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Dr. Dan B.
Dr. Dan B., Board Certified Ophthalmologist
Category: Eye
Satisfied Customers: 3343
Experience:  Eye surgeon experienced in cataracts, glaucoma, retina & neuro-ophthalmology
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I have a spider web like vision in my right eye. What could

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I have a spider web like vision in my right eye. What could cause this?

Doctor DanB : Hello and thanks for your question. Are you available to chat?
Doctor DanB : Your cobweb is likely what is called a floater. A floater tends to follow your eye movements, floating behind and then catching up to the same position they occupied before then your symptoms sound consistent with what are called vitreous floaters. These floating spots or "bugs" or cobwebs (they can come in many shapes and sizes) as some people call them, are tiny pieces of the vitreous jelly that occupies a large amount of the volume of the back of the eye.  This vitreous jelly, when we're born, is the consistency of a jello jiggler (thick jello). As we age it liquifies and becomes more fibrous bands and water. Because of this liquification and the resultant fibrous bands that are left, there becomes more points of traction that the jelly exerts on the back of the eye where it is attached. As we move our eyes in different directions and as our pupils change shape, or even as we rub our eyes, some of these bands can become unattached from the back of the eye and a piece of it floats around, attached still to the rest of the jelly. It is this traction of the vitreous jelly on the retina that can sometimes produce flashes that you may see or may not see, or may see in the future.  If you have or develop them, these flashes tend to be small, like starbursts and are usually intermittent; they can also appear as an arcing light. One of the most important things to understand about floaters is that the process of a new floater happening can rarely lead to a retinal detachment, so it is important to know the 4 signs of a possible retinal detachment. These are: 1. sudden increase in or new floaters, 2. flashing or arcing lights that are persistent and not going away, 3. a shade/shadow/spot in your vision that you can't see light through, or 4. a large drop in your vision which doesn't improve after a few minutes. For any of these symptoms you must see an ophthalmologist as soon as possible.  Does that help to answer your question?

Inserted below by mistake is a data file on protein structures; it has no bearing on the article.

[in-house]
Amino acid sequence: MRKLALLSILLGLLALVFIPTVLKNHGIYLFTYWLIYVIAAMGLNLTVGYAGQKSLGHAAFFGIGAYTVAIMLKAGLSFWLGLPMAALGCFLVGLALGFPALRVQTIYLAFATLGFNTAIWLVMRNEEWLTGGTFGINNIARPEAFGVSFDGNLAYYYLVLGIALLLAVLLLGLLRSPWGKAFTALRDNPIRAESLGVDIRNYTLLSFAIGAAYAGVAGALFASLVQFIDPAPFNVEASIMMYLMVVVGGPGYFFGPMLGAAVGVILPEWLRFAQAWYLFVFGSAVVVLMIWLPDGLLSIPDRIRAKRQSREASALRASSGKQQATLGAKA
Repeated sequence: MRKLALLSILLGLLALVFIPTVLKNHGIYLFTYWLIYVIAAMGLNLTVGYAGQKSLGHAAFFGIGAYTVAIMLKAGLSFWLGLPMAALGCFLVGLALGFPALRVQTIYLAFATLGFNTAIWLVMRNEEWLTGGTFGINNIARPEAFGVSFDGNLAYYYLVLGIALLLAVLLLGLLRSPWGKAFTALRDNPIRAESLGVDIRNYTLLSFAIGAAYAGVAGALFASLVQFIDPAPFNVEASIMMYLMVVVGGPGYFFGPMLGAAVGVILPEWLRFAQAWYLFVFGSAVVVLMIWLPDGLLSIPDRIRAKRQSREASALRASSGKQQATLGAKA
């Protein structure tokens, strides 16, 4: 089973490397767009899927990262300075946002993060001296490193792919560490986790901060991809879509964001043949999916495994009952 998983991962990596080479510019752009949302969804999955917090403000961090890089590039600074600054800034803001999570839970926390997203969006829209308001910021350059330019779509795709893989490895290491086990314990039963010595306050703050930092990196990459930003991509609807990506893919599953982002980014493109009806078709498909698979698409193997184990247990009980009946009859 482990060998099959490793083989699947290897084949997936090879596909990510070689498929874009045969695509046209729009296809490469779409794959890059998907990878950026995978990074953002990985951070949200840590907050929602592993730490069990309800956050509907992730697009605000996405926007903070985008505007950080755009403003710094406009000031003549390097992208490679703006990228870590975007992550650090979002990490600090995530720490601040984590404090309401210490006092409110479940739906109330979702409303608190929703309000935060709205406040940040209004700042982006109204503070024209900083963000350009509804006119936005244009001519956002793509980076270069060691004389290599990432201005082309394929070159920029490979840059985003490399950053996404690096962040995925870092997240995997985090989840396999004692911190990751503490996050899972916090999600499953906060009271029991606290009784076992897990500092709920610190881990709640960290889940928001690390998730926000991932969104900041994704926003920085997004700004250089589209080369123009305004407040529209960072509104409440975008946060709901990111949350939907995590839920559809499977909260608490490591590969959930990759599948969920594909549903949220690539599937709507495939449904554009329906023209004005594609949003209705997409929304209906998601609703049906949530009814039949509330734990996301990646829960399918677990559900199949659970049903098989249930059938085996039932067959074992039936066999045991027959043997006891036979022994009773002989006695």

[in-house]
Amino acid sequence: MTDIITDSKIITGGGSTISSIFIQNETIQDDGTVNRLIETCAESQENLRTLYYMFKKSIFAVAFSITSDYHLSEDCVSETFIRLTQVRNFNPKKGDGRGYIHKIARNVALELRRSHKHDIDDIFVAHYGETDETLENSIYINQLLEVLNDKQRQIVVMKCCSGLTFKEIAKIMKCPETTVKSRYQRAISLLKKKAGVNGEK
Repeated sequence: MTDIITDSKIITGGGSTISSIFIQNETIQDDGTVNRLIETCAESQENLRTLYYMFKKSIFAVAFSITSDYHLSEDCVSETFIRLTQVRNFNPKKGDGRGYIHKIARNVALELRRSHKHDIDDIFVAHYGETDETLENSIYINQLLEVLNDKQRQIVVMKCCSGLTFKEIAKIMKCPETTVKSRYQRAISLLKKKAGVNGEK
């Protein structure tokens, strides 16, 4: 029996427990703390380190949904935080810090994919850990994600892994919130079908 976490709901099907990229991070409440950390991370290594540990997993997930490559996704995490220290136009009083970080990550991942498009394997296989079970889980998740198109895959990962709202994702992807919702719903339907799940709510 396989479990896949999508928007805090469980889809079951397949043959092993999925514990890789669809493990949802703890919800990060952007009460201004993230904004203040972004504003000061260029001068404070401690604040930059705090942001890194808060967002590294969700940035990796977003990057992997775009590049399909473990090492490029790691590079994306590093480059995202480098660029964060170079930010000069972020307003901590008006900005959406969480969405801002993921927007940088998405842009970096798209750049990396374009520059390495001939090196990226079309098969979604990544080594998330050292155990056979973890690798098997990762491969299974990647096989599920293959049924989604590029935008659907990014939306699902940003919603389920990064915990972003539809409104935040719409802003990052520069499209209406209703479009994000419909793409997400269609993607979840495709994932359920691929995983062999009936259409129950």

Doctor DanB : Do you have any questions about this?

Yes, it does answer my question. I have had floaters intermittently in the left eye, but it seems like more of them are occurring in the right eye. Thank you for letting me know when I need to contact my ophthalmologist.

Doctor DanB : You're welcome. If you don't have any more concerns I can help you with, Please help me get credit for my efforts in answering your questions and press the ACCEPT button for this encounter; this allows part of the funds that you have deposited to the website to be released for my efforts to assist you. This does not end our conversation, however-we can continue to discuss any of your concerns without further charges until you are satisfied. Any positive feedback and/or bonus you may feel prompted to provide would be welcomed and is appreciated. Thanks for your inquiry! My opinion is solely informative and does not constitute a formal medical opinion or recommendation. For a formal medical opinion and/or recommendation you must see an eye doctor.
Doctor DanB : I noticed you hadn't hit the ACCEPT button yet. Did you have additional questions I can help you with or need clarification?


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